Errata-ing Unstructured Caster

There seems to be a broad consensus that Unstructured Caster is exceedingly crippling even for a Hermetic Major Flaw. It effectvely takes away the ability to cast Rituals and that to cast Formulaic spells (being able to cast Pilum of Fire as a Ritual is not very different from not being able to cast it at all, game-wise). By comparison, it takes two Hermetic Flaws (one Major, one Minor) to remove the ability to cast (only) Spontaneous magic.

Since there has been some discussion to "errata" some underpowered Hermetic Virtues (Elementalist, Secondary Insight) so as to make them more worthwhile taking, I would propose doing the same for Unstructured caster. I think a very simple, aesthetically appealing adjustment to rebalance it is to say that it renoves the ability to cast Rituals, but leaves formulaic magic otherwise unaffected.

Do you think that Unstructured Caster:

  • should be left as it is
  • should be "toned down" (only) prohibiting Ritual magic
  • should be "toned down" in some other way (please explain)

0 voters

(One major + one minor to remove all casting of Spontaneous magic)

We already have Rigid Magic which disallows rituals (as a side-effect of not allowing use of vis with spell casting)
Better would be to change Unstructured Caster so all Formulaic spells must be cast as rituals, while Ritual spells can still be cast as normal. That way it isn't quite as crippling


Hmm, good point. It then seems to me that Rigid Magic and Unstructured Caster should both be re-written -- as it stands they overlap significantly, so they seem somewhat too harsh if taken as a pair, but far too harsh in isolation.

I would say the following should be three Hermetic Flaws:
Unstructured Caster(Major) = no Rituals
Rigid Magic (Minor) = no boosting of Spontaneous or Formulaic spells with vis (Rituals unaffected)
Ritualist (Major) = all Formulaic and Spontaneous magic must be cast ceremonially -- taking time as a Ritual, but not vis.

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Most people don't use vis to boost their spells anyway (doesn't improve your spells enough to be worth it), so just disallowing that should be no more than a Minor Flaw.

Formulaic spells can normally not be cast ceremonially unless you have the right Spell Mastery Ability (which is typically only available to those involved with one of the Mercurian organisations), so for many magi, a requirement to cast formulaic spells ceremonially is equivalent to not allowing casting of formulaic spells at all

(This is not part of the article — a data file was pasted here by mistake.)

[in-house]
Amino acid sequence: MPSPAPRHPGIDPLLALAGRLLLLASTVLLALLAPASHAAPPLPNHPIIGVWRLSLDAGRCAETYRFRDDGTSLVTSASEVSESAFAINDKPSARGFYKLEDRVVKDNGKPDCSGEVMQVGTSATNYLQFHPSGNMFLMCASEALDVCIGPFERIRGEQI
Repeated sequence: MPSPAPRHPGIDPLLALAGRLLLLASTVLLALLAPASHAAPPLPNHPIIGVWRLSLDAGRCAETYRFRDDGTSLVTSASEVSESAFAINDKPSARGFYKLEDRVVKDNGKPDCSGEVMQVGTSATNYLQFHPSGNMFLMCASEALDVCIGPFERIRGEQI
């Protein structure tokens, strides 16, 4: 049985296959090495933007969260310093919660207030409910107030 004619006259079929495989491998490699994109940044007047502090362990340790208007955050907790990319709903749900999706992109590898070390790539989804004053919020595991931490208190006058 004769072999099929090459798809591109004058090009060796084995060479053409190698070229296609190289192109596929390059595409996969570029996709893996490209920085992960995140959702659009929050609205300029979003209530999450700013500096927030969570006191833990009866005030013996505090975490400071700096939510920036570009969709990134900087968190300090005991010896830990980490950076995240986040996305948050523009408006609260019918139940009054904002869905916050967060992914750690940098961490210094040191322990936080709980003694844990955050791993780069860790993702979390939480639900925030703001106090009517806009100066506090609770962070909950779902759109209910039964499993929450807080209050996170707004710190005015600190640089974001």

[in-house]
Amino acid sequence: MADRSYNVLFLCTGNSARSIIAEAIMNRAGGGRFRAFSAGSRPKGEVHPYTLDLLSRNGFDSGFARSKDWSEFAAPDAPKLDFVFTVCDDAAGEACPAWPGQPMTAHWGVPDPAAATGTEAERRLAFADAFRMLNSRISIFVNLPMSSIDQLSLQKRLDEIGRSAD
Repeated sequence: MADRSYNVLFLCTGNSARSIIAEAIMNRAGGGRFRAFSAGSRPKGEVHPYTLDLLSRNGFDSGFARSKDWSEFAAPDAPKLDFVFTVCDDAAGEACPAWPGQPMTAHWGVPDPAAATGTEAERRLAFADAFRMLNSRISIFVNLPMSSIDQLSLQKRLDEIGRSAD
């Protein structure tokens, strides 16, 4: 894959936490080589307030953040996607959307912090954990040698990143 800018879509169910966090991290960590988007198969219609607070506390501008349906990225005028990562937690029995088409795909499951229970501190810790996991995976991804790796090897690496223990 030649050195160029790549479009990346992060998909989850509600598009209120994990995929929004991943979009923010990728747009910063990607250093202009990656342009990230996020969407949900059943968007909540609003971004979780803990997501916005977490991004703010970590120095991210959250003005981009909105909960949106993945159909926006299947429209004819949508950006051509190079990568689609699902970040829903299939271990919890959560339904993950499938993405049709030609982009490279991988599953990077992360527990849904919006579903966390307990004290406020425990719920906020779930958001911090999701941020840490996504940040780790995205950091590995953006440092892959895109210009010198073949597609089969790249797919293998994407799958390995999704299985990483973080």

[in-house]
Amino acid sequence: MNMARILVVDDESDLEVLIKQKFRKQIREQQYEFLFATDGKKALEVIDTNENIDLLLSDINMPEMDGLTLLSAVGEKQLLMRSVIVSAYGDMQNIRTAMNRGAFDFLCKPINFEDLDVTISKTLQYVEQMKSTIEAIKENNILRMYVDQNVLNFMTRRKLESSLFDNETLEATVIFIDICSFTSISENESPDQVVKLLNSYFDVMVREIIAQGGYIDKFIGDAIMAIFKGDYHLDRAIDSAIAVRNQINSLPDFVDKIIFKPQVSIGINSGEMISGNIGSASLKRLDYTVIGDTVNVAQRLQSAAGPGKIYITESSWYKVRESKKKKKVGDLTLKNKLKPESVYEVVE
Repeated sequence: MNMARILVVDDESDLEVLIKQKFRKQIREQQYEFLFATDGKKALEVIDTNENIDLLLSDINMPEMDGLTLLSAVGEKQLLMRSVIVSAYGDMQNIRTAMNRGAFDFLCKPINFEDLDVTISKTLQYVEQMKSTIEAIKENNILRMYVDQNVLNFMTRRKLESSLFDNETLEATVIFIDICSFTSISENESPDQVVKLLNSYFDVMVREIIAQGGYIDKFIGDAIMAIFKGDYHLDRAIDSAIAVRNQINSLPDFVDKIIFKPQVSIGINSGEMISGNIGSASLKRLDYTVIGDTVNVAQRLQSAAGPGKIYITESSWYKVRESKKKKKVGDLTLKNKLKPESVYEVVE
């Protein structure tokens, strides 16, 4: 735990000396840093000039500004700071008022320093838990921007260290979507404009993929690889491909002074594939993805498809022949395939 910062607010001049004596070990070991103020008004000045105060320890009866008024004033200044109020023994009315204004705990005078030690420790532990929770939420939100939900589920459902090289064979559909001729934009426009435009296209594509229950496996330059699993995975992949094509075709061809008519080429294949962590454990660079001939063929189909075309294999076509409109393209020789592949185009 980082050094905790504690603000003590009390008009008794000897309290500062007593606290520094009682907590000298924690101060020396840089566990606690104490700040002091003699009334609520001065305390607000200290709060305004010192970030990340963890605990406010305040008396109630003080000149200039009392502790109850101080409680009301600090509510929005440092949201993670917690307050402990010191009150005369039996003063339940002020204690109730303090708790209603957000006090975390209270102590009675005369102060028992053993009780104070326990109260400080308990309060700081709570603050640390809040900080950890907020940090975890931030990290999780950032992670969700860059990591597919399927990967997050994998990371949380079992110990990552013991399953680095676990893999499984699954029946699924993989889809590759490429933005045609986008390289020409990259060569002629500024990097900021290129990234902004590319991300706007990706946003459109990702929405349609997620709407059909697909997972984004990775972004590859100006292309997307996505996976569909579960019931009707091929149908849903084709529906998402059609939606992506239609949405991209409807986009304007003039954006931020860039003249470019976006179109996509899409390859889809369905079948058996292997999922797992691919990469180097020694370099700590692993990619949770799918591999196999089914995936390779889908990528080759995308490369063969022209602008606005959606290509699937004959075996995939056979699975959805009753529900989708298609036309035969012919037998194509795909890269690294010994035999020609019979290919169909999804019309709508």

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Actually, in my sagas boosting spells - both Formulaics for Penetration and Spontaneous for "capabiity" is rare but crucial. But fair enough.

I was too concise -- I meant that in this case a magus can cast Formulaics ceremonially, and only ceremonially. Compare this with the Minor Flaw Slow Caster.

No Rituals is a minor flaw IMHO. Yes, every group needs an Aegis caster and a Healing caster, but an individual magic is not crippled by no rituals. Ritual casting is not a frequent event.

Vis Boosting I have never seen in game, and I am convinced that it is only a minor flaw. I trust you that it has its crucial uses, but so many magi do well without it.

Ritualist. Ceremonially only takes time and not vis Is that intentional? If it is, it feels a little more like two minors than one major, but yes, this is the one of the three which is too harsh for one minor.

A major Hermetic Flaw should not be crippling across the board. Making a restricted but significant area of magic unavailable qualifies, I think. Without Rituals, the Aegis and every other "partially Hermetic" magic becomes unavailable. All healing, but also all permanent creation/improvement becomes unavailable. All D:Year and all T:Bound spells become unavailable. All other "really impressive" spells become unavailable. I do not think that is minor: it is definitely on par with a Major Deficiency, or Restriction.

Sure, Rituals are cast infrequently, but their impact is major. After all, magi go into Twilight infrequently (even Twilight prone ones), but Twilight Prone is a Major Flaw.

Again, it might be infrequent - but it can be the difference in life-or-death situations. Still, as I said, I can see this being Minor. I would like it more as a Minor if it said something like: you can only use vis in ceremonial spellcasting (it also kind of makes sense).

Yes, it is intentional. As I said, it is significantly worse than Slow Caster. Having Formulaic spells take time and vis means for all practical purposes not having Formulaic spells at all, and I think that is worth more than a single Major Flaw (even leaving out Spontaneous Magic).

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and no rituals isn't crippling at all. Rituals take planning, and hence may well be deferred to the covenants ritual specialist. A large number, probably a majority, of magi will not learn a ritual for the first thirty years after gauntlet.